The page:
The Sbarra and Borelli study went beyond the typical relationship investigation not only in the unusual nature of the sample, but in its use of measures that weren’t restricted to paper-and-pencil techniques. Believing that there’s a physiological component to our feelings of attachment in close relationships, they used a measure to tap heart rate variability (HRV), used as an index of emotional self-regulation. Putting it simply, the higher your HRV, the greater your ability to control your emotions. Each person’s HRV is different, and so the way that the researchers examined this question of emotional self-control was to compare HRV during a mundane task (imagining themselves doing the laundry) vs. thinking about their partner and what it was like to go through the separation (e.g. “What do you remember about the separation?” “What’s been the worst part of the separation for you?”). By having these measures of emotional control, the researchers could discover whether attachment style, emotional control, or the combination of the two played a greater role in helping participants through the recovery process.
The three-month follow-up showed that attachment style and emotional self-control did, in fact, combine to influence self-concept outcomes. The partners whose sense of self remained in disarray were the ones who were high in attachment avoidance (i.e. who preferred to remain distance) and who also had difficulty regulating their emotions while completing the lab task measuring their distress when talking about their partner. In contrast, the avoidantly attached who could control their emotional responsiveness were able to reorganize their sense of identity more successfully over time. Attachment anxiety, somewhat surprisingly, did not play a significant role in determining the adjustment to separation.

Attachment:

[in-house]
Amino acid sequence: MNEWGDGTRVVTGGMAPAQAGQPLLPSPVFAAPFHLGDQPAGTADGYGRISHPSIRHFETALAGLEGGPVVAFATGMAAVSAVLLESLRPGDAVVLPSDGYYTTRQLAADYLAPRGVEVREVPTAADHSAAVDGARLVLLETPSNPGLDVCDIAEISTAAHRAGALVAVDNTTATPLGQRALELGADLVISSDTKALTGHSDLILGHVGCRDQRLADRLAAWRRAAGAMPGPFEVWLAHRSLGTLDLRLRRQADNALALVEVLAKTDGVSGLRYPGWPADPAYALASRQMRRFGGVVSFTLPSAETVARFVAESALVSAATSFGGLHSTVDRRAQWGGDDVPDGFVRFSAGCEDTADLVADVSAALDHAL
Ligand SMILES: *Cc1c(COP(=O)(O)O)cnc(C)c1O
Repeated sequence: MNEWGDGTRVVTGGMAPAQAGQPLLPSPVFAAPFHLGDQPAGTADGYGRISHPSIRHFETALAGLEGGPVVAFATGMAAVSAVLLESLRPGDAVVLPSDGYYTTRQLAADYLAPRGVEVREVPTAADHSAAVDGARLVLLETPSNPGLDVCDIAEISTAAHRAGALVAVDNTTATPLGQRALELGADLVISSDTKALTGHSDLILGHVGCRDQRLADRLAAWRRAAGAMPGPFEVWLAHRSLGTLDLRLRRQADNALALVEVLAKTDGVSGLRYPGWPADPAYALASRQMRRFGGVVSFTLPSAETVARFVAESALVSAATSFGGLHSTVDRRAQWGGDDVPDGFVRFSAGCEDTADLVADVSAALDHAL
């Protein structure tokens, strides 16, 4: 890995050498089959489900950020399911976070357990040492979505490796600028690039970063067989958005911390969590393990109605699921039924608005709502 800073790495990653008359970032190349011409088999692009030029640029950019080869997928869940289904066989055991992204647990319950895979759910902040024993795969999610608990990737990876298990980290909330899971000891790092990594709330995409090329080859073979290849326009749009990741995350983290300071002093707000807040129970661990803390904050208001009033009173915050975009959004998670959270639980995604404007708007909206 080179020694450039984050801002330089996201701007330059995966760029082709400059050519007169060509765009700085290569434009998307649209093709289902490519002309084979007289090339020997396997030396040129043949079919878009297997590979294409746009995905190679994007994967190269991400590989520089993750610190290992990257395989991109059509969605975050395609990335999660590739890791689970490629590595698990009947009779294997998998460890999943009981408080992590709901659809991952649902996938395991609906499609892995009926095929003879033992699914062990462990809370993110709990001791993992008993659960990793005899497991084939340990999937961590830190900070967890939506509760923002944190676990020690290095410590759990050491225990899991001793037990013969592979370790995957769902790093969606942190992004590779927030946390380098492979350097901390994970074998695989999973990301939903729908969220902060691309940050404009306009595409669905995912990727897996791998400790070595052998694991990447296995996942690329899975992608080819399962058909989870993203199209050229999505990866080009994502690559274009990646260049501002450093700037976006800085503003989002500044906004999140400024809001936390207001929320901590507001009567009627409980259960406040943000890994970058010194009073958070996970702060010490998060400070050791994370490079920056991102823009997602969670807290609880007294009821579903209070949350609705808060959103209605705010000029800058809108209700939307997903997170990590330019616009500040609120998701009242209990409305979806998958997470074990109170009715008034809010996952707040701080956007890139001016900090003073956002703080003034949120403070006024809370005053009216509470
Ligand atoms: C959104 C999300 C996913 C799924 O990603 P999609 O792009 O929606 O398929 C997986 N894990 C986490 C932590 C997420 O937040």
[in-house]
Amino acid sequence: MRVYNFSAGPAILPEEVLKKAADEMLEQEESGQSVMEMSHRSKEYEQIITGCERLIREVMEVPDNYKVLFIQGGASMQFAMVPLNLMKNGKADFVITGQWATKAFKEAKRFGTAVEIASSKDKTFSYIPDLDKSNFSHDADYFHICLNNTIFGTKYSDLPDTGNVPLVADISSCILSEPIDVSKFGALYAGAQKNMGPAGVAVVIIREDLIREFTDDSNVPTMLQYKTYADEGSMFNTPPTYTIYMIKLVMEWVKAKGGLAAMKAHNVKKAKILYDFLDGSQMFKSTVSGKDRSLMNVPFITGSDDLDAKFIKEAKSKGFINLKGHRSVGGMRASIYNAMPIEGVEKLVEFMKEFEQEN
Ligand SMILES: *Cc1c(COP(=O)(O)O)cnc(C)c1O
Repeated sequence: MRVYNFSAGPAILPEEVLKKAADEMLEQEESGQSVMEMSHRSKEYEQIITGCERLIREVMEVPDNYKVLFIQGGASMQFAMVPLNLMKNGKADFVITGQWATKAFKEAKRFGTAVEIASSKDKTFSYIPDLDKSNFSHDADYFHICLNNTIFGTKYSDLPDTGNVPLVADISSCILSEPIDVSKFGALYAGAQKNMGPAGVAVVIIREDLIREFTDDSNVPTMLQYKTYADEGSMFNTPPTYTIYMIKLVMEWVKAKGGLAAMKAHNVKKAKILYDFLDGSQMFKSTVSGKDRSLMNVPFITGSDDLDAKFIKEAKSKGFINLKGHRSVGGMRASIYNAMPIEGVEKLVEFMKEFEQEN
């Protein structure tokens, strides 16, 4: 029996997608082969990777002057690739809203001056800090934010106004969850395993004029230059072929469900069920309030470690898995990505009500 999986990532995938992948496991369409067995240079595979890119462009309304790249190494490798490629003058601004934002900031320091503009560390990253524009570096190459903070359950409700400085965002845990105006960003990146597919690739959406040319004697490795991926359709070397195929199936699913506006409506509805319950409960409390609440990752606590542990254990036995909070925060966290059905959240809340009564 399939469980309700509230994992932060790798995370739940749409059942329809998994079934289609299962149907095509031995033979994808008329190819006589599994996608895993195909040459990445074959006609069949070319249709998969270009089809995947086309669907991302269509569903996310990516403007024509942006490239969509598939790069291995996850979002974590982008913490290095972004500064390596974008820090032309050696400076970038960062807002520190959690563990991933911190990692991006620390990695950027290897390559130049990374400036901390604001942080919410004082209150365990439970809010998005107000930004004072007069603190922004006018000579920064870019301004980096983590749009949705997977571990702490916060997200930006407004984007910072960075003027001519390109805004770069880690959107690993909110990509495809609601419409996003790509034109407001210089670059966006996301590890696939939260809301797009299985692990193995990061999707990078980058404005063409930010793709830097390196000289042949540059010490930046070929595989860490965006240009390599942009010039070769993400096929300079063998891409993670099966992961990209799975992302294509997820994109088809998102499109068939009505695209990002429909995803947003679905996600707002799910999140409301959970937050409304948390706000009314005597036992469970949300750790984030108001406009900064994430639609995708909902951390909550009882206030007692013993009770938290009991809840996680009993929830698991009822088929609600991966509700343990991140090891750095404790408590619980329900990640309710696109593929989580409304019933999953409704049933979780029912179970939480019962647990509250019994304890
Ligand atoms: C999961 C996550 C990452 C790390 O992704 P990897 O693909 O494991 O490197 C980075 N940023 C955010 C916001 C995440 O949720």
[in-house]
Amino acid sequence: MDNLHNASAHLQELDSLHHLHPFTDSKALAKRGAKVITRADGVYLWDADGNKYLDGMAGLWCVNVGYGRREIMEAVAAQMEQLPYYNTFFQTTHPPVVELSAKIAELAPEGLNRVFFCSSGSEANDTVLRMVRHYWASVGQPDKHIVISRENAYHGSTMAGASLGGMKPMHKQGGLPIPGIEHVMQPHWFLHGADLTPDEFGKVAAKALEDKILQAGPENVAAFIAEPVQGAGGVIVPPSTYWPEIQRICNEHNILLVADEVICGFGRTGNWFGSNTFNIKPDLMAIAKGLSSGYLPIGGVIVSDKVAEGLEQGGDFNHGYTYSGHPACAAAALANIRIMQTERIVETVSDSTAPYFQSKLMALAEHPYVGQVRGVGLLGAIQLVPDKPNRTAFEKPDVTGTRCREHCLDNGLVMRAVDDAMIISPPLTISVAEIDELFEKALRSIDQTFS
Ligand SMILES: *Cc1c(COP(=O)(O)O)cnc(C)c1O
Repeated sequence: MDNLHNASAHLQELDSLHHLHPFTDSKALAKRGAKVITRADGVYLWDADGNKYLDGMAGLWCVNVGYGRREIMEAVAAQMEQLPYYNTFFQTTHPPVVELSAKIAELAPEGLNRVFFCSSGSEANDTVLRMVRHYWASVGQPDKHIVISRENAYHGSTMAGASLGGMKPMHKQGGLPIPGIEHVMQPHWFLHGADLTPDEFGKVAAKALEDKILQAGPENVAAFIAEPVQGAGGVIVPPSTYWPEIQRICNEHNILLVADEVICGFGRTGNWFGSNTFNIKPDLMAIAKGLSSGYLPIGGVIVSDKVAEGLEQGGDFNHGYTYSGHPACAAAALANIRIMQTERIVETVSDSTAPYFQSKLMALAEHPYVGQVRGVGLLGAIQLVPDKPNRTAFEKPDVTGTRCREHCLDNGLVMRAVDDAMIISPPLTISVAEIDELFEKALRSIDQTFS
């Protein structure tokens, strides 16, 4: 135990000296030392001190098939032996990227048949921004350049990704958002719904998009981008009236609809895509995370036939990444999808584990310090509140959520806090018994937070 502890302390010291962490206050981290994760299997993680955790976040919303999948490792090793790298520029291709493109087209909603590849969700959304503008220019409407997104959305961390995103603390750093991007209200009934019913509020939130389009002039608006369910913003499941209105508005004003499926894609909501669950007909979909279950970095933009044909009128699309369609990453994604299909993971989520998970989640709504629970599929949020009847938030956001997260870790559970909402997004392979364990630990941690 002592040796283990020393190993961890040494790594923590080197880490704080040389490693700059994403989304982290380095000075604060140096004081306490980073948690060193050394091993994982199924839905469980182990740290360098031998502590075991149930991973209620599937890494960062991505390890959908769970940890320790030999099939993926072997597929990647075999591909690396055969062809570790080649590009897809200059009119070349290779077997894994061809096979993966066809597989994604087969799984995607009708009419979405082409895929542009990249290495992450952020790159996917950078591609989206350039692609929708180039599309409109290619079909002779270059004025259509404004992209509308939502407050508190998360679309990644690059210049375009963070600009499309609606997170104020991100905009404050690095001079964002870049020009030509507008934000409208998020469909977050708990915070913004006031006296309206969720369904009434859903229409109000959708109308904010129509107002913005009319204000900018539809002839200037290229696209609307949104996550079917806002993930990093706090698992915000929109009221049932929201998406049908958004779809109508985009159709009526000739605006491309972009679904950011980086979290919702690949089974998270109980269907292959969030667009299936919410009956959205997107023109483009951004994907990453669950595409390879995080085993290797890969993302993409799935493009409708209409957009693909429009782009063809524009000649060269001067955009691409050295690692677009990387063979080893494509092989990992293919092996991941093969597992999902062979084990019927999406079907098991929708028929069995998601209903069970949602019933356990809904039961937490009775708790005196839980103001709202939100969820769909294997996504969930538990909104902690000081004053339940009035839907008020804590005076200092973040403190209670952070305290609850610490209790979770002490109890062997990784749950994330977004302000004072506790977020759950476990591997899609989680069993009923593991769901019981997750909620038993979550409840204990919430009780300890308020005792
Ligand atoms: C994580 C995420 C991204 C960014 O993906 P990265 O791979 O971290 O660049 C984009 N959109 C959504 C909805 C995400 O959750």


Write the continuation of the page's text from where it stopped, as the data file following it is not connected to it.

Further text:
You might wonder why, if a person is high on avoidance, he or she should suffer any ill effects at all of a separation. Wouldn’t the person who prefers to remain cold and distant do just fine after the relationship ends? This is where emotional control comes into play. If you can keep your closest relationship from penetrating your sense of self, you can survive the breakup, but only if you can also keep thoughts about your partner, and the relationship, out of your awareness. Otherwise, they’ll haunt you, threaten your sense of self, and prolong your sense of distress. The only way that a highly dismissive person can survive a breakup is if that person can also “deactivate” or turn off all thoughts of the partner.
The benefits of being avoidantly attached and in charge of your emotional reactions are only relative. The upshot of this study is not that the best way to survive a breakup is to turn off your emotions or to be dismissive of relationships in the first place. In general, people high in attachment avoidance do not make great marital partners. They can be cold and distant, especially- as we’ve just learned- if they can also switch their emotions to the off position when things become stressful. Once the breakup occurs, however, this research shows that it’s important to find a way to put the pieces of your identity back together, via self-reflection or through the help of a life coach, like Orion’s Method. If you can’t find a way to incorporate the breakup into your sense of who you are as a person, moving on will become even more challenging than it might otherwise be. As distressing as your thoughts may be, by allowing them to filter back into your consciousness, perhaps ever so slowly, you will be able to move on and emerge with a new – and stronger- sense of self.